With large datasets processed in ODM, eventually the SfM portion of the toolchain becomes the predominant bottleneck. This is expected and is quite nicely reduced in effect by the incremental reconstruction technique in Incremental reconstruction algorithm — OpenSfM 0.4.0 documentation.
Never-the-less, I wanted to understand the effect better with a long-running 8k+ dataset. We statically fix bundle_interval which is the main knob on the exponential increase in time with SfM. It defaults to 100, which means the global check on the incremental approach gets triggered every 100 images. In other words, images are added to the reconstruction 1 at a time with local matching and orientation, and then every 100 images, the whole pose model is adjusted to make all the cameras consistent globally. Incremental in this case is a local/global approach unique to OpenSfM, and borrows from video SLAM approaches in order to have global-like accuracies with something closer to local SfM efficiencies.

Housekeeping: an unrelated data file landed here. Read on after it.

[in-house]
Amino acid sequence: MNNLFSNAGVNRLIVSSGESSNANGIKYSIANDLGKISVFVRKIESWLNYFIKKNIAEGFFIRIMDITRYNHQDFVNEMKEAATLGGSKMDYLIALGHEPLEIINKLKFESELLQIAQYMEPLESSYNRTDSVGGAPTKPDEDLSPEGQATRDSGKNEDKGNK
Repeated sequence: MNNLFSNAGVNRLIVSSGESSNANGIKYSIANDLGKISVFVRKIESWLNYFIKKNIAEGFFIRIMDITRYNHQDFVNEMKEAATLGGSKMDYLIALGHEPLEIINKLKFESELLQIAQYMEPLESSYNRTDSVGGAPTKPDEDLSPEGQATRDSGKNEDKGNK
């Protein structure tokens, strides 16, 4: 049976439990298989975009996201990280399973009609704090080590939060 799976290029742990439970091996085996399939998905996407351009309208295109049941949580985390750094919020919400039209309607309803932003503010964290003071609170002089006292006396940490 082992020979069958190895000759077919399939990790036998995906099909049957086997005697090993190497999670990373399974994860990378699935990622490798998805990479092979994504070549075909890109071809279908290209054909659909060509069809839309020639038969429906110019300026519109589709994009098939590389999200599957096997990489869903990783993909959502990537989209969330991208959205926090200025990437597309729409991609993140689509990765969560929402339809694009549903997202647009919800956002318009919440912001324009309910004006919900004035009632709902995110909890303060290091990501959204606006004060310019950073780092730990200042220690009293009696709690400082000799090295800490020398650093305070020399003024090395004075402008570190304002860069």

We can see when this 100th step happens in the logs, e.g.:
docker logs unruffled_dhawan | grep "naive"
... 2022-04-07 04:48:23,187 INFO: Shots and/or GCPs are well-conditioned. Using naive 3D-3D alignment. 2022-04-07 11:07:46,208 INFO: Shots and/or GCPs are well-conditioned. Using naive 3D-3D alignment. 2022-04-07 16:48:51,795 INFO: Shots and/or GCPs are well-conditioned. Using naive 3D-3D alignment.
If I plot this sequence of additions according to time for the first 3500 images, I get something I expect, a exponential curve:
But at image 3600, it gets pretty interesting:
This is a pleasant surprise. What kind of magic is this?